One of the greatest medical discoveries ever for the treatment of diabeties. I've been using a pump for over 12 years.
I like mine but what makes you hesitant?
I find mine effective and, in many ways, an improvement over MDI.
I'm a little hesitant because it looks complex. somebody says shot is better because it is more simple and convenient..
The pump is a more powerful toos so it certainly is possible to follow a more complex routine using one. The plus side of the complexity is that you have more tools to prevent highs and lows. I find the pump much more convenient. I don't have to pull out a pen and shoot up in front of people.
Yes, it is more complex, but the complexity can give you more precise control. I always had trouble with the uneven action of my basal dose. Looking back, I was probably having slight differences in the bolus delivery from my Novolog pen as well. So, while sticking myself with a needle was a lot simpler, having to constantly make small adjustments was not.
Once I punched all my carb ratios, corrections, etc, into my pump and programmed my basl, it's pretty much set and forget most of the time.The only thing I have to think about at meal time is how many carbs I'm eating.
The pump isn't the perfect solution by any means, but if you are willing to pay attention to some details and can deal with programming an electronic gadget, it can make overall control simpler..
As pointed out by "still_young", the pump offers more powerful tools that you MIGHT take advantage of, but you can use it very similarly to shots, with the following positive features:
I see from your profile that you are testing anywhere from 6 - 15 times each day. A pump could let you "fine-tune" what you do with the information you get from those tests.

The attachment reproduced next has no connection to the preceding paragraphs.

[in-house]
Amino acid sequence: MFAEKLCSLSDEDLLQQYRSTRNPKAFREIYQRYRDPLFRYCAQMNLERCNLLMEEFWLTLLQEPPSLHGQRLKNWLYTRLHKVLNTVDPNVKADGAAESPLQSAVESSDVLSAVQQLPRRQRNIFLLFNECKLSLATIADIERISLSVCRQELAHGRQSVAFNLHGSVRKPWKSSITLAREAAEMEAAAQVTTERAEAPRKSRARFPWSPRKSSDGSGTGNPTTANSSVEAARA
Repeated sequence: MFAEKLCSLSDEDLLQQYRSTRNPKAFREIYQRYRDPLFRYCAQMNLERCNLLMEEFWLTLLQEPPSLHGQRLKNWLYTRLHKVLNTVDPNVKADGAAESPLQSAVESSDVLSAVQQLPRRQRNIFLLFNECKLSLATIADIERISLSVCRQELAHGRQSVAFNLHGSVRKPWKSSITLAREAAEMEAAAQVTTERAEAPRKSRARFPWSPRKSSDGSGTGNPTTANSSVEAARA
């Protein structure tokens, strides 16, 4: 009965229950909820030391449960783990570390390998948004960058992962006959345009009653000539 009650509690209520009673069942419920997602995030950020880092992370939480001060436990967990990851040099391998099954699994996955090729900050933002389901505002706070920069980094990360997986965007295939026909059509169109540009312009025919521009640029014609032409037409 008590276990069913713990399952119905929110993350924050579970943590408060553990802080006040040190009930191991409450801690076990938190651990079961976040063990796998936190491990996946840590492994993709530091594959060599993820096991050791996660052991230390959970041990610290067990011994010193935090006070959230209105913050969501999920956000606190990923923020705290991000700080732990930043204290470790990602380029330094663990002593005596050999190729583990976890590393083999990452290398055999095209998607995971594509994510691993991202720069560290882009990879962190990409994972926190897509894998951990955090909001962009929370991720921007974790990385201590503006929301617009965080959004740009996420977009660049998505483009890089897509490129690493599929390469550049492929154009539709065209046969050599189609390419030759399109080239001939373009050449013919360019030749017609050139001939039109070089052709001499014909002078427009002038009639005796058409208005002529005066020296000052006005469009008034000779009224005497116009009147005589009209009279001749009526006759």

Are you happy with your current insulin therapy routine?
i'm happy with my current insulin therapy. but ofcourse it can be better. i want to pay more attention to my blood sugar. the positive features you mentioned made me consider about the pump in a more positive way. thank you
Insulin pumps can be great tools for managing T1, but they are a bit more work. They are definitely not (IMO) anymore complex than your average cell phone (way less complex than my iPhone), but you have to remember that the stakes are higher and messing something up can have some pretty dire consequence (although, in my experience, this rarely happens).
There are so many good things about the pump. You can really fine-tune your dosage (especially those basal rates) for better control, you're just using fast-acting insulin so the lows can be less severe/debilitating (at least, that's been my experience), and you definitely have more freedom to eat and exercise whenever you like.
But there are downsides to pumping too. There's more "stuff" involved, so you have more things to carry around and more things to buy. Cost is definitely an issue for many; the pump itself is expensive and then there's all the supplies (infusion sets and reservoirs) that you need each month. In addition, because you have no long-acting insulin in your system, you have to really stay on top of things and check your blood sugar a lot.
Yeah, I think of all the "stuff" that can be a negative, cost would have been the most prohibitive for me. Even with my insurance paying 80%, I'm still shelling out a good number of quatloos every three months for my pump supplies. That doesn't even takin into consideratopn the waste associated with pumps.
I am glad that you mentioned the whole waste issue!! Right up there with cost, that is the issue that always makes me feel so guilty. There is so much packaging and boxes and stuff to throw out. Whenever I change my site, I feel like I could fill a landfill with all my D waste. I wish companies would figure out a way to address that, both to cut down on costs and benefit the environment.
For example, WTF does each box of Mio infusion sets have to come with a 40-page booklet in a gazillion different languages? Is that really necessary?? I don't need instructions!
I recycle everything I can in my personal space, but looking at that box overflowing with dead Omnipods (full of perfectly good batteries btw), does break my heart. Not to mention the fact that there may be up to 10 units of perfectly good insulin left over in a dead pod. At 10 pods a month, it all adds up prettly quickly.
Insulet does have it's own recycling program you can enroll in, but it ends up costing YOU more money out of pocket.
Diabetes is teh suck.